It is normal for people to occasionally feel “the blues” and the mild depression that comes from adversity. A death in the family, loss of a job, a major illness – all of these lead to normal feelings of melancholy. In other cases, the feelings of listlessness and meaninglessness do not go away. It is what to do when depressed for long periods outside the norm that may make the difference between living and dying.
The biggest risk for anyone who is depressed (whether temporarily or long-term) is suicide. For those suffering normal depression associated with Life’s little bumps in the road, what to do when depressed could be as simple as applying distraction techniques. Not dwelling upon the negative event is the first step. Physical or mental activities not related to the setback are distracting. Reading, crossword puzzles, or socializing with others is all good tonics for the soul.
However, there is another form of depression that cannot be literally “walked off”, and that is chronic depression. This is also known as major depressive disorder, and it affects millions of people. The risk of suicide is greatest among this group.
The depressive feels hopeless, listless, and worthless. A normal sense of purpose or place in the world does not exist. Despair and loneliness are constant companions, and the simple act of getting out of bed daily can be monumental. Other symptoms of major depressive disorder include appetite loss and disruption of sleep patterns. Chronic depression can lead to insomnia or, ironically, to sleeping too much (as much as 14 hours a day). The sufferer may self-medicate by becoming drug or alcohol abusers.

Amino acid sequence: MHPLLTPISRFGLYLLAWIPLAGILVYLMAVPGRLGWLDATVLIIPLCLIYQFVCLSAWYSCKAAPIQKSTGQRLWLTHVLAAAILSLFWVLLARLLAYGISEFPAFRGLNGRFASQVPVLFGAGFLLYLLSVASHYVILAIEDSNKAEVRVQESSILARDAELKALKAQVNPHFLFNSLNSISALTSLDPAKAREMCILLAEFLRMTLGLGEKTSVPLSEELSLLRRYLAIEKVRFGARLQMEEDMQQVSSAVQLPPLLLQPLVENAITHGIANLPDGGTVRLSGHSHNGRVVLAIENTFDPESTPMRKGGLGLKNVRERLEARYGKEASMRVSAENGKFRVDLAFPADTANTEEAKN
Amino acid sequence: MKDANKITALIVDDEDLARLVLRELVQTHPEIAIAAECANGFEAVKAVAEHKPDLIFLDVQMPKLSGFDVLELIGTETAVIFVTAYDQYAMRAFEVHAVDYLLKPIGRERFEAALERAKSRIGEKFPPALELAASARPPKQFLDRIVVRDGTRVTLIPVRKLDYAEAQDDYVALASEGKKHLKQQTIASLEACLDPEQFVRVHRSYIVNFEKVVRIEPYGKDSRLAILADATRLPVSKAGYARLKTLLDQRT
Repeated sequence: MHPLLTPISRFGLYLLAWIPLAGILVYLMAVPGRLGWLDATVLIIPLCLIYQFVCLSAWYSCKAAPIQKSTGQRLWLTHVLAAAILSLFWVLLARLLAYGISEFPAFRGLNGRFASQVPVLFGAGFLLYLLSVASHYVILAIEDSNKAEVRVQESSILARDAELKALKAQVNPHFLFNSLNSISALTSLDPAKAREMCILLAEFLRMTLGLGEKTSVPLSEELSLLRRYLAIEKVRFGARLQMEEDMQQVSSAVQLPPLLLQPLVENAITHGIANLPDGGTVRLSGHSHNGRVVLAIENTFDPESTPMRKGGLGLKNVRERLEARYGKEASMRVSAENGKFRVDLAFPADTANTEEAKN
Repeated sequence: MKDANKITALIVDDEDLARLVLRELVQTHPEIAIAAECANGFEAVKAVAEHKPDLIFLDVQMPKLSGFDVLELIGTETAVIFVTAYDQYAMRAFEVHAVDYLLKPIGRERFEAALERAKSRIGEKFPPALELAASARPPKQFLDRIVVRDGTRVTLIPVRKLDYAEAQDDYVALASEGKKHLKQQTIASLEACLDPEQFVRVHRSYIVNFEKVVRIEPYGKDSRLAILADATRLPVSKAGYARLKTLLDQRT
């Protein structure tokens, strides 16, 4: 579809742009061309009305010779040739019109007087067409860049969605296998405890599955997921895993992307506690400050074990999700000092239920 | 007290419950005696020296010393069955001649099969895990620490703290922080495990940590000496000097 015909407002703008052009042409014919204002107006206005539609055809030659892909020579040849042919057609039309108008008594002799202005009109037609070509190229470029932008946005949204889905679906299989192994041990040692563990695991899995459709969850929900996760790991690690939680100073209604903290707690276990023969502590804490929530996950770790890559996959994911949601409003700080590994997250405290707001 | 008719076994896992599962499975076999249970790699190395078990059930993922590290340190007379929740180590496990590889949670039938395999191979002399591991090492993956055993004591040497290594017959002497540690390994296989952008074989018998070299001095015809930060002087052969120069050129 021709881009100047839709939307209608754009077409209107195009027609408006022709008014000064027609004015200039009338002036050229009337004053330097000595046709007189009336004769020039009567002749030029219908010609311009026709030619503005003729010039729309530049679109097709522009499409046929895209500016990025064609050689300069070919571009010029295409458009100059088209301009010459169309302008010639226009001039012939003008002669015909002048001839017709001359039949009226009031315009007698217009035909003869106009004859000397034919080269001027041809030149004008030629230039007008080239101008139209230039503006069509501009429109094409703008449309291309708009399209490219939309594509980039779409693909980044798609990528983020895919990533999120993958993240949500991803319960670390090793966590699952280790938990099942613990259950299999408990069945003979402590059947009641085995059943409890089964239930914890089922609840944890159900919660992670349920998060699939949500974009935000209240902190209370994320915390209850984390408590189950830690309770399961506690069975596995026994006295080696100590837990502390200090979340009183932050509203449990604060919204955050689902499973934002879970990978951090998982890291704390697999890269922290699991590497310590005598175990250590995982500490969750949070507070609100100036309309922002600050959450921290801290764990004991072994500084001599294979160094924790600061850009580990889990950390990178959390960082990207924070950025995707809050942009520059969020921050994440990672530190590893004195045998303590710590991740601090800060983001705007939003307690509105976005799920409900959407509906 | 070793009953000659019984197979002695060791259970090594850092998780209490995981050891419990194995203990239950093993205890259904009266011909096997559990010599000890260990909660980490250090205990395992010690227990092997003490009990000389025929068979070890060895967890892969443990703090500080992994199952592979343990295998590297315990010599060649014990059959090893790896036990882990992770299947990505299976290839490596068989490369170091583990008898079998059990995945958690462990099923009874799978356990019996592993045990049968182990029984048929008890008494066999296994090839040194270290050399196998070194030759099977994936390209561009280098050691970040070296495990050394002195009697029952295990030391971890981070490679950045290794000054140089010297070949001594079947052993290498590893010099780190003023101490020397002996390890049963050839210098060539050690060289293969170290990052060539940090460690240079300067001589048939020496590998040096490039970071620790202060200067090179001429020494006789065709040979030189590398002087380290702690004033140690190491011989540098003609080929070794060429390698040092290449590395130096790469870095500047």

The depressive will probably not seek help on his or her own. It most often falls to those around him or her to recognize the symptoms. Help can be had, but it is a process, and there is no overnight cure. Many people with milder chronic depression can benefit from psychiatric therapies. Most, however, since the cause is now believed to be a chemical imbalance in the brain, probably need medically supervised drugs.
A combination of therapy and medication can be effective. Anti-depressants on the market are popularly known. The two more effective ones are Zoloft™ and Prozac™ (which is readily available inexpensively in its generic form, fluoxetine). These drugs do not produce euphoria or elation; they simply help restore the serotonin balance in the brain, allowing the depressive to get on with Life. Even niacin for depression has been suggested.
What to do when depressed, especially for a period much longer than seems appropriate? Start by consulting a mental health care professional and get answers to your questions about depression. Many depressives on medication stop taking it when they feel improvement. Within a short time, though, almost all revert to their former depressive state. Once a treatment protocol is recommended, it is important to stay with it. Drug dosages may have to be raised or lowered until the proper amount is found. The object is to stick with the program.